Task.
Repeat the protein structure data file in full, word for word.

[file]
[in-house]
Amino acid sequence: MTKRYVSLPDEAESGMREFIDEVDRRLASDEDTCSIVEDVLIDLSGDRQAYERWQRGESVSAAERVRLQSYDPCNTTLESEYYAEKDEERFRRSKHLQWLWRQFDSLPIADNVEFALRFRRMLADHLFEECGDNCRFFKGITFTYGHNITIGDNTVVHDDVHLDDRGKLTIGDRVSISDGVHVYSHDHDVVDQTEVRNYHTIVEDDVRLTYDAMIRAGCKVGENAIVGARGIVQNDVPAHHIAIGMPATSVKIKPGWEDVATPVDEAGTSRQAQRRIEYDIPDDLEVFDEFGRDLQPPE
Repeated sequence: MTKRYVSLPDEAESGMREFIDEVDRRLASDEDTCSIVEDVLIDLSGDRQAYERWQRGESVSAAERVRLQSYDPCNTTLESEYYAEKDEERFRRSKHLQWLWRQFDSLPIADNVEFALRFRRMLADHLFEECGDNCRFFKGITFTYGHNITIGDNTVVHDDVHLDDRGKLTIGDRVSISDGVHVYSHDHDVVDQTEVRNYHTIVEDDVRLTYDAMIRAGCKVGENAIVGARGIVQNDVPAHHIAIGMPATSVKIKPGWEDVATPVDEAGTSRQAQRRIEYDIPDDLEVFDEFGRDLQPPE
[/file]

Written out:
[in-house]
Amino acid sequence: MTKRYVSLPDEAESGMREFIDEVDRRLASDEDTCSIVEDVLIDLSGDRQAYERWQRGESVSAAERVRLQSYDPCNTTLESEYYAEKDEERFRRSKHLQWLWRQFDSLPIADNVEFALRFRRMLADHLFEECGDNCRFFKGITFTYGHNITIGDNTVVHDDVHLDDRGKLTIGDRVSISDGVHVYSHDHDVVDQTEVRNYHTIVEDDVRLTYDAMIRAGCKVGENAIVGARGIVQNDVPAHHIAIGMPATSVKIKPGWEDVATPVDEAGTSRQAQRRIEYDIPDDLEVFDEFGRDLQPPE
Repeated sequence: MTKRYVSLPDEAESGMREFIDEVDRRLASDEDTCSIVEDVLIDLSGDRQAYERWQRGESVSAAERVRLQSYDPCNTTLESEYYAEKDEERFRRSKHLQWLWRQFDSLPIADNVEFALRFRRMLADHLFEECGDNCRFFKGITFTYGHNITIGDNTVVHDDVHLDDRGKLTIGDRVSISDGVHVYSHDHDVVDQTEVRNYHTIVEDDVRLTYDAMIRAGCKVGENAIVGARGIVQNDVPAHHIAIGMPATSVKIKPGWEDVATPVDEAGTSRQAQRRIEYDIPDDLEVFDEFGRDLQPPE